THIS IS A SERIES BY DAVID ESCOBEDO THAT OFFERS A SIMPLIFIED PERSPECTIVE ON THREE BASIC OR SMALL ELEMENTS OF IMPROV. THERE ARE SURELY WAYS TO DECONSTRUCT AND FIND EXCEPTIONS. IT WOULD BE HARD TO FIND ANYTHING IN IMPROV THAT OPERATES UNIVERSALLY. THESE ARE OFFERED AS ONE PERSPECTIVE THAT MAY HELP SOME PEOPLE, AND ARE JUST TIPS OF THE ICEBERG WHEN IT COMES TO THE CONCEPTS.
Speak loud enough for the people in the back row to hear you. This includes when you “whisper”…
If your last character was standing, maybe your next character sits. Maybe your first character stood straight up, and your next character leads with one specific shoulder.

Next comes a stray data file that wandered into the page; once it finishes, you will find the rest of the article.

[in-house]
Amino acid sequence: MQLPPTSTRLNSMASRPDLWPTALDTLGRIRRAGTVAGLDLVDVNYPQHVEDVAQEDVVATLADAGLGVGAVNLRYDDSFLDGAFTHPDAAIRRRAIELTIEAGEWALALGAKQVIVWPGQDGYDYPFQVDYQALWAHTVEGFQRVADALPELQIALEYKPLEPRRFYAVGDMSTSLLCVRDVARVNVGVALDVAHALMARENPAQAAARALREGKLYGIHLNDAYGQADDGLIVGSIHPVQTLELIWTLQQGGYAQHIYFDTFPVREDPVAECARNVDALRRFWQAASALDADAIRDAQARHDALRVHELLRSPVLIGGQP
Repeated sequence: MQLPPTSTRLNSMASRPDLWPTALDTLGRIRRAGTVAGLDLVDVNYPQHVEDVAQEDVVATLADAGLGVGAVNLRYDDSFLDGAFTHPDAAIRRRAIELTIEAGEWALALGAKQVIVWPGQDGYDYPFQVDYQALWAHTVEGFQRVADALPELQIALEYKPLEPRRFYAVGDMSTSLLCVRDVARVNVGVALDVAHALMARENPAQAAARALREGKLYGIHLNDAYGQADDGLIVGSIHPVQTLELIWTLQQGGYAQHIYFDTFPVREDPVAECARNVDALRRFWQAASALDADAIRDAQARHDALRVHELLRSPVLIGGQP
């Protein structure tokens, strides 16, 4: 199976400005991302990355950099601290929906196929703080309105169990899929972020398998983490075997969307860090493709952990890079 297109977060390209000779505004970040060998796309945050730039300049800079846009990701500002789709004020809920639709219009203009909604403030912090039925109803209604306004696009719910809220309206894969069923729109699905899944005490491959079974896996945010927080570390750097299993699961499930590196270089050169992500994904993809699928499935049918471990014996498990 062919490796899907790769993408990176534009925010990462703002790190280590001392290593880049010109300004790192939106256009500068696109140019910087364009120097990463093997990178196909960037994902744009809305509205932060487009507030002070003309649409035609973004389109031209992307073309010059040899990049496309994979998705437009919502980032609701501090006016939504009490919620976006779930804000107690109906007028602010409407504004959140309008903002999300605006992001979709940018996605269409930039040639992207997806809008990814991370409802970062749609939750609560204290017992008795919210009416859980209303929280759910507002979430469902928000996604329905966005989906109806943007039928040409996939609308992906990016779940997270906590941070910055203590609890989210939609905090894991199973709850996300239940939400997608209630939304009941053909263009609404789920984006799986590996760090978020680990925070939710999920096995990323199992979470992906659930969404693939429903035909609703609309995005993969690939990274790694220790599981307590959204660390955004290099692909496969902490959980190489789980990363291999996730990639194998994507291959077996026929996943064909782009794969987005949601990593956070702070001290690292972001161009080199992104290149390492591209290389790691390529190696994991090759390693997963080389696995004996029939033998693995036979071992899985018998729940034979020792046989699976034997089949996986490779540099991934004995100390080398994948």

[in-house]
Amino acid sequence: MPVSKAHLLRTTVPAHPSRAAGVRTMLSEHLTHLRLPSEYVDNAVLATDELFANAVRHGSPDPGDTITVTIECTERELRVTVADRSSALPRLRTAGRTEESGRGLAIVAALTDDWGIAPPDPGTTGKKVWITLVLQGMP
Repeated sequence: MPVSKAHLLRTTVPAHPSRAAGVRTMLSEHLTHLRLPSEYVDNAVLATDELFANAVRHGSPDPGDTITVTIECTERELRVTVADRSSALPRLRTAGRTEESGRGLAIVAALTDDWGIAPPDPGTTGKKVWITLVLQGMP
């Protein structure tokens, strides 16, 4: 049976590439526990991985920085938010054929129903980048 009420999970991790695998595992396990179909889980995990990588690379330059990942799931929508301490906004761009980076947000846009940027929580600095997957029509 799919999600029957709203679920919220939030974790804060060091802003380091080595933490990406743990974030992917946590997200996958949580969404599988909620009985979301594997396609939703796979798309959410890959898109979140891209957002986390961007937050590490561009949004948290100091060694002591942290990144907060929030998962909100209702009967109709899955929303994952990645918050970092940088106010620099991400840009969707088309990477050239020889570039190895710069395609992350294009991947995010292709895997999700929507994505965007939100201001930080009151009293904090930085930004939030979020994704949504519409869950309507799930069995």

Drama is the choice between alternating forces. Loud/quiet, high/low, close/far, gravel voice/soothing voice, high pitched/low pitched, lots of movement/stillness … there are tons of options.
NOBODY IS A STRANGER
Pretend like you know. Always. It leads to the game or pivot in the scene.
One of the best moves I saw was in Santa Monica at M.I.’s Westside Comedy. Two people came on stage they were acting cagey and suspicious. Jay Sukow grabbed Patrick McIntyre and entered as a couple strolling through the scene. Immediately one of the cagey pair holds up an object work gun and yells “give me your wallet!”
Jay took his time and said “… Darren? Darren from Lamaze class? Of course. Here, have my wallet.”
And a scene that would have been adversarial strangers (bickering/negotiating), instead became familiar friends and the scene skyrocketed.
Ciao for Niao,